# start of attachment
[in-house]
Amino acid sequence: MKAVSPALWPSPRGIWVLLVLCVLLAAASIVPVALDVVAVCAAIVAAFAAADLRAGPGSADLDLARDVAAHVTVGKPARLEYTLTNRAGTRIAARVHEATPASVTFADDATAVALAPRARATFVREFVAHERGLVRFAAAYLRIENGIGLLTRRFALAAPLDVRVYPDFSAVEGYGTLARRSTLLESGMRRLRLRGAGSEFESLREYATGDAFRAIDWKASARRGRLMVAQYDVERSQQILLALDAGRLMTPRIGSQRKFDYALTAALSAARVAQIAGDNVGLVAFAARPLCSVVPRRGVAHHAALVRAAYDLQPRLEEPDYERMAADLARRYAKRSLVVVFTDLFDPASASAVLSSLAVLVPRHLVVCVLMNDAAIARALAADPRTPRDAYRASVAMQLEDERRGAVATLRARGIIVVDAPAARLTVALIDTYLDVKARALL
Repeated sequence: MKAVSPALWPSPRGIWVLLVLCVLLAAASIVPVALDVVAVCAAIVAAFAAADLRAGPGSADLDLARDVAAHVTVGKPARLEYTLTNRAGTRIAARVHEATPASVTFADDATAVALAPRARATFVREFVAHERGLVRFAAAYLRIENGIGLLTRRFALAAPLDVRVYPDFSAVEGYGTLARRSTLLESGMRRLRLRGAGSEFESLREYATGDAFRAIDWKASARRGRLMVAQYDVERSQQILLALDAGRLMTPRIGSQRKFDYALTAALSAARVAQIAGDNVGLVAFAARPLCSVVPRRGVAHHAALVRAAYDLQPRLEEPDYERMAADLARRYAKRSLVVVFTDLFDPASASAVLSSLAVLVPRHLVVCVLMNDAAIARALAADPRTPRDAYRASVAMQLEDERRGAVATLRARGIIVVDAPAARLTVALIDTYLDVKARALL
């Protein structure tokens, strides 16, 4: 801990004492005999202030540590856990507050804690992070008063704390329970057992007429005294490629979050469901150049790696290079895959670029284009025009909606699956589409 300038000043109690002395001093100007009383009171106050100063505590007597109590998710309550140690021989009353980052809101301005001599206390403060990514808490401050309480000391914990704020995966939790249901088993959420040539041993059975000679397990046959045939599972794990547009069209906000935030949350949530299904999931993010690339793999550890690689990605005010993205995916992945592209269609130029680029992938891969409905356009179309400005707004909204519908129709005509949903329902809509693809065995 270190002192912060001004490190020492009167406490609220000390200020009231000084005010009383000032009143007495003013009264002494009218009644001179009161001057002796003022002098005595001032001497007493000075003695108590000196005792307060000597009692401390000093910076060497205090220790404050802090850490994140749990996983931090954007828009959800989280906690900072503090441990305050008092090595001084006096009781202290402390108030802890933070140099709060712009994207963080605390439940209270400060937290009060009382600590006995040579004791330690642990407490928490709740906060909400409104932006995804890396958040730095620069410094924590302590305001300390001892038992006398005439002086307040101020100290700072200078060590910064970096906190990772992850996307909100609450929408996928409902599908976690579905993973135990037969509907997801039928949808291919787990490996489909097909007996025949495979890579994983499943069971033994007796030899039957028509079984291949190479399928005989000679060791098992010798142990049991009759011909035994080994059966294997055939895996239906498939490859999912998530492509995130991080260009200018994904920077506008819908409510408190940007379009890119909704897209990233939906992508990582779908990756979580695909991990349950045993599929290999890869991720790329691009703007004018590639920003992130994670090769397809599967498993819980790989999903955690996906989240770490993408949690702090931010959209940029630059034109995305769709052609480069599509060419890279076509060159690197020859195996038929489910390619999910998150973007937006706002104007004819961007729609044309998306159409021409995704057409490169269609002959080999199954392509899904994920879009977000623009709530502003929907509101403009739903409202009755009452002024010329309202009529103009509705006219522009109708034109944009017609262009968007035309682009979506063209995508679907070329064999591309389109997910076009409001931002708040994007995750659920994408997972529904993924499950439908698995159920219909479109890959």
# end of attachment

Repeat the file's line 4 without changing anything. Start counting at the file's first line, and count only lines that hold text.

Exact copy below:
């Protein structure tokens, strides 16, 4: 801990004492005999202030540590856990507050804690992070008063704390329970057992007429005294490629979050469901150049790696290079895959670029284009025009909606699956589409 300038000043109690002395001093100007009383009171106050100063505590007597109590998710309550140690021989009353980052809101301005001599206390403060990514808490401050309480000391914990704020995966939790249901088993959420040539041993059975000679397990046959045939599972794990547009069209906000935030949350949530299904999931993010690339793999550890690689990605005010993205995916992945592209269609130029680029992938891969409905356009179309400005707004909204519908129709005509949903329902809509693809065995 270190002192912060001004490190020492009167406490609220000390200020009231000084005010009383000032009143007495003013009264002494009218009644001179009161001057002796003022002098005595001032001497007493000075003695108590000196005792307060000597009692401390000093910076060497205090220790404050802090850490994140749990996983931090954007828009959800989280906690900072503090441990305050008092090595001084006096009781202290402390108030802890933070140099709060712009994207963080605390439940209270400060937290009060009382600590006995040579004791330690642990407490928490709740906060909400409104932006995804890396958040730095620069410094924590302590305001300390001892038992006398005439002086307040101020100290700072200078060590910064970096906190990772992850996307909100609450929408996928409902599908976690579905993973135990037969509907997801039928949808291919787990490996489909097909007996025949495979890579994983499943069971033994007796030899039957028509079984291949190479399928005989000679060791098992010798142990049991009759011909035994080994059966294997055939895996239906498939490859999912998530492509995130991080260009200018994904920077506008819908409510408190940007379009890119909704897209990233939906992508990582779908990756979580695909991990349950045993599929290999890869991720790329691009703007004018590639920003992130994670090769397809599967498993819980790989999903955690996906989240770490993408949690702090931010959209940029630059034109995305769709052609480069599509060419890279076509060159690197020859195996038929489910390619999910998150973007937006706002104007004819961007729609044309998306159409021409995704057409490169269609002959080999199954392509899904994920879009977000623009709530502003929907509101403009739903409202009755009452002024010329309202009529103009509705006219522009109708034109944009017609262009968007035309682009979506063209995508679907070329064999591309389109997910076009409001931002708040994007995750659920994408997972529904993924499950439908698995159920219909479109890959």